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March 10, 2009

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Improving employee morale is essential to greater profitability, according to one workplace expert. Another warns that layoff worries can drive down productivity.

David H. Maister, a former professor at the Harvard Business School, says a study he conducted shows that successful businesses do better in virtually every aspect of employee attitudes, with attitudes driving success - not vice versa.

Meanwhile, workplace consultant Bruce Tulgan points to new Labor Department statistics showing a drop in productivity last quarter as evidence that managers and employees alike are distracted by layoffs or the threat of them.

Both men are publicizing books. Maister's is, "Practice What You Preach: What Managers Must Do to Create a High Achievement Culture." Tulgan's is, "Winning the Talent Wars."

Maister claims that by raising employee satisfaction 20 percent, a company can boost its financial performance by more than 42 percent.

He surveyed more than 5,500 people from 139 offices in 29 firms in 15 countries. All were asked to rate how well they think their offices are doing in such areas as quality client service, quality of work, market reputation, long-term client relationships, profitability, and growth.

Financial performance of each office was measured by an examination of margin, profit per-employee, revenue growth over two years, and profits over the same period. Among his findings:

  • Employee attitudes actually drive financial results, not the other way around.
  • Fully 23 percent of all the variations in financial performance can be explained by the degree to which employees agree with the statement, "We have an uncompromising determination to achieve excellence in all that we do."
  • More than 50 percent of all variations in profit performance can be explained by nine key attitudes, with none having to do with technical skills nor financial acuity.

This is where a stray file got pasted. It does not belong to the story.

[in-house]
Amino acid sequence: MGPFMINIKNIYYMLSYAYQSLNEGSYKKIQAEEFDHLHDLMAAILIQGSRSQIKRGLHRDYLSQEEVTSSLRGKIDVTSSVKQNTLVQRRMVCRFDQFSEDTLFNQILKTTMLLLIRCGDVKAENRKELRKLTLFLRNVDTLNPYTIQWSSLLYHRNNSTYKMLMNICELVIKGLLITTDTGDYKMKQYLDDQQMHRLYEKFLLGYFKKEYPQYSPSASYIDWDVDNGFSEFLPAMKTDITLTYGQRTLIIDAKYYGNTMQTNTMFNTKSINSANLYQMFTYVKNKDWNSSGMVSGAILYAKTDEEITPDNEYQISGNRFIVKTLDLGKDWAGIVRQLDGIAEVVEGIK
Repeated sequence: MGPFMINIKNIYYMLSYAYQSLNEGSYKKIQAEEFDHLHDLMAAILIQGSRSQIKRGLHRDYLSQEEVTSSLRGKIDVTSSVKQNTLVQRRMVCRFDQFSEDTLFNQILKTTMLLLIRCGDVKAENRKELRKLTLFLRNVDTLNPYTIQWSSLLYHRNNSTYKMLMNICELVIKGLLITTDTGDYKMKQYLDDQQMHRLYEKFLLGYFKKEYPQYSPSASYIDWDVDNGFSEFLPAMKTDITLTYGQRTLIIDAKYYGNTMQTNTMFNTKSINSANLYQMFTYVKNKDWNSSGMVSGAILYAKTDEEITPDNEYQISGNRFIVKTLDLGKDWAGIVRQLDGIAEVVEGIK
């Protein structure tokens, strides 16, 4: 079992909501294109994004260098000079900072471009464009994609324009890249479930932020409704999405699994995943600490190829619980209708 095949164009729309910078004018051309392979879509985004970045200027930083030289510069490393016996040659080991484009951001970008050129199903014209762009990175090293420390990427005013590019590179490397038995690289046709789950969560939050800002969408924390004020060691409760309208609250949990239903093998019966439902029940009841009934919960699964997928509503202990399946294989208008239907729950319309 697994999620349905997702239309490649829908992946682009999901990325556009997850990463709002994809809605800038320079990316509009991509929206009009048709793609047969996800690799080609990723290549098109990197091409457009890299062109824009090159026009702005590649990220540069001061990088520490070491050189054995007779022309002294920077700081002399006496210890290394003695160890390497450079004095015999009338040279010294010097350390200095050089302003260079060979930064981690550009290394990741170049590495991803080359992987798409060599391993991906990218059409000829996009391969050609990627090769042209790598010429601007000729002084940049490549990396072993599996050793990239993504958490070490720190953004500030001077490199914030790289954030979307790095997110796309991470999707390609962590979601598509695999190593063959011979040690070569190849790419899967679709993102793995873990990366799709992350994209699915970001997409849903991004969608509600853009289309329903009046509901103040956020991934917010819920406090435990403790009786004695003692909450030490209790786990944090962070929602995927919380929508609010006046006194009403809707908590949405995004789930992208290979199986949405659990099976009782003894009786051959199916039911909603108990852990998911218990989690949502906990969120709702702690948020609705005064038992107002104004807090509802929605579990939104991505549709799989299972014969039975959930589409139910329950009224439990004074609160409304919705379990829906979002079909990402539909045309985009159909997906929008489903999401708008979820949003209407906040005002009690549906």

Maister added that he found in interviews with managers and employees that the keys to success were not the strategies or systems of the firm, but rather the character and skill of individual managers - namely, whether they practice what they preach and recognize the importance of their role in coaching employees.

Tulgan answers the question, "Why is productivity dropping?" this way:

"One of the reasons is that business leaders, managers, and employees at all levels are distracted by the recent flurry of downsizing activity.

"Certainly, companies need to downsize when they are severely overstaffed. However, it requires time, energy, and money to execute a reduction in staff, and employee morale is going to be affected under such circumstances. Diminished employee morale means diminished productivity."

If companies must downsize, Tulgan said, they must be careful to do it properly. "They must have an effective communications strategy in the aftermath of downsizing for getting people back on board and back to work to maintain productivity levels."

Tulgan added, "With all the recent downsizing, there have been a lot of labor costs that are linked to separation rather than productivity, and this is also a factor."

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Filed Under: Workplace Issues
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